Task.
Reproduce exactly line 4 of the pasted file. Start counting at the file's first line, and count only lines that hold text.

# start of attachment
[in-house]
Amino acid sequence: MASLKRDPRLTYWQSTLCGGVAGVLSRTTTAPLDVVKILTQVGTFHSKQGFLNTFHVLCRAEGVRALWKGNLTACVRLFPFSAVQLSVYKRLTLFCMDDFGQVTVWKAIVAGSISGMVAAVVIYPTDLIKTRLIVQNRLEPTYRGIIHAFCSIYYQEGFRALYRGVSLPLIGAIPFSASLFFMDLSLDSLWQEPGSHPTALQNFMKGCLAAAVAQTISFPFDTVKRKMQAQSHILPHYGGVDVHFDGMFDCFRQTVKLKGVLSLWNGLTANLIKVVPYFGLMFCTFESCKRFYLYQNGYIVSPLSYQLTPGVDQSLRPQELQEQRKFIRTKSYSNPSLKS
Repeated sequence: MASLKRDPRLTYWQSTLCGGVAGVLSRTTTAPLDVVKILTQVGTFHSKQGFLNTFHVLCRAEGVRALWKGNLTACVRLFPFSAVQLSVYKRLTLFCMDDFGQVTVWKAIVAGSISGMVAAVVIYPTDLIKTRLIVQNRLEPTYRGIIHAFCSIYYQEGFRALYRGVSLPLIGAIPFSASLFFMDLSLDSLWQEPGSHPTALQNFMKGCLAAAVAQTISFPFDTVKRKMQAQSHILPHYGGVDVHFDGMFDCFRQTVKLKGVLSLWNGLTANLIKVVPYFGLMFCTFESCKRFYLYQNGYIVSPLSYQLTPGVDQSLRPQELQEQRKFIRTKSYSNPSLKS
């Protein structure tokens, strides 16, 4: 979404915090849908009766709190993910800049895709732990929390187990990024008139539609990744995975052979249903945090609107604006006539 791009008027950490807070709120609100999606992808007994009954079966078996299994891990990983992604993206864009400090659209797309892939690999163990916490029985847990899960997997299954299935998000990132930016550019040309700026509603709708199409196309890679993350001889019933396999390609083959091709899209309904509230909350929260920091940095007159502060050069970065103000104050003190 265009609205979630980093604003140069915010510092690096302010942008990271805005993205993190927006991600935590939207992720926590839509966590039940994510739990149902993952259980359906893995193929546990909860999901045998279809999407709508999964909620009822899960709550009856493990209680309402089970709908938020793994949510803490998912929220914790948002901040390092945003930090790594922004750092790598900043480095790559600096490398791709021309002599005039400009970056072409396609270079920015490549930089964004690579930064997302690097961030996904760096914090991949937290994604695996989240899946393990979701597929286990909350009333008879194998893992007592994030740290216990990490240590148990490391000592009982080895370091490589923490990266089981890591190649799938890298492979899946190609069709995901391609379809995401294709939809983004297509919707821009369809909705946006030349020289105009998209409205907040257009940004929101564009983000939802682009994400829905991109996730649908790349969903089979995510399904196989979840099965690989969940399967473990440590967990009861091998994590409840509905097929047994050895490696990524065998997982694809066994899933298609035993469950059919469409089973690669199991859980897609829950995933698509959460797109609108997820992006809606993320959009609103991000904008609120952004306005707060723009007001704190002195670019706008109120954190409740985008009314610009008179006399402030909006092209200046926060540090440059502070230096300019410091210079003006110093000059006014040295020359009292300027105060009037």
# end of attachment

């Protein structure tokens, strides 16, 4: 979404915090849908009766709190993910800049895709732990929390187990990024008139539609990744995975052979249903945090609107604006006539 791009008027950490807070709120609100999606992808007994009954079966078996299994891990990983992604993206864009400090659209797309892939690999163990916490029985847990899960997997299954299935998000990132930016550019040309700026509603709708199409196309890679993350001889019933396999390609083959091709899209309904509230909350929260920091940095007159502060050069970065103000104050003190 265009609205979630980093604003140069915010510092690096302010942008990271805005993205993190927006991600935590939207992720926590839509966590039940994510739990149902993952259980359906893995193929546990909860999901045998279809999407709508999964909620009822899960709550009856493990209680309402089970709908938020793994949510803490998912929220914790948002901040390092945003930090790594922004750092790598900043480095790559600096490398791709021309002599005039400009970056072409396609270079920015490549930089964004690579930064997302690097961030996904760096914090991949937290994604695996989240899946393990979701597929286990909350009333008879194998893992007592994030740290216990990490240590148990490391000592009982080895370091490589923490990266089981890591190649799938890298492979899946190609069709995901391609379809995401294709939809983004297509919707821009369809909705946006030349020289105009998209409205907040257009940004929101564009983000939802682009994400829905991109996730649908790349969903089979995510399904196989979840099965690989969940399967473990440590967990009861091998994590409840509905097929047994050895490696990524065998997982694809066994899933298609035993469950059919469409089973690669199991859980897609829950995933698509959460797109609108997820992006809606993320959009609103991000904008609120952004306005707060723009007001704190002195670019706008109120954190409740985008009314610009008179006399402030909006092209200046926060540090440059502070230096300019410091210079003006110093000059006014040295020359009292300027105060009037």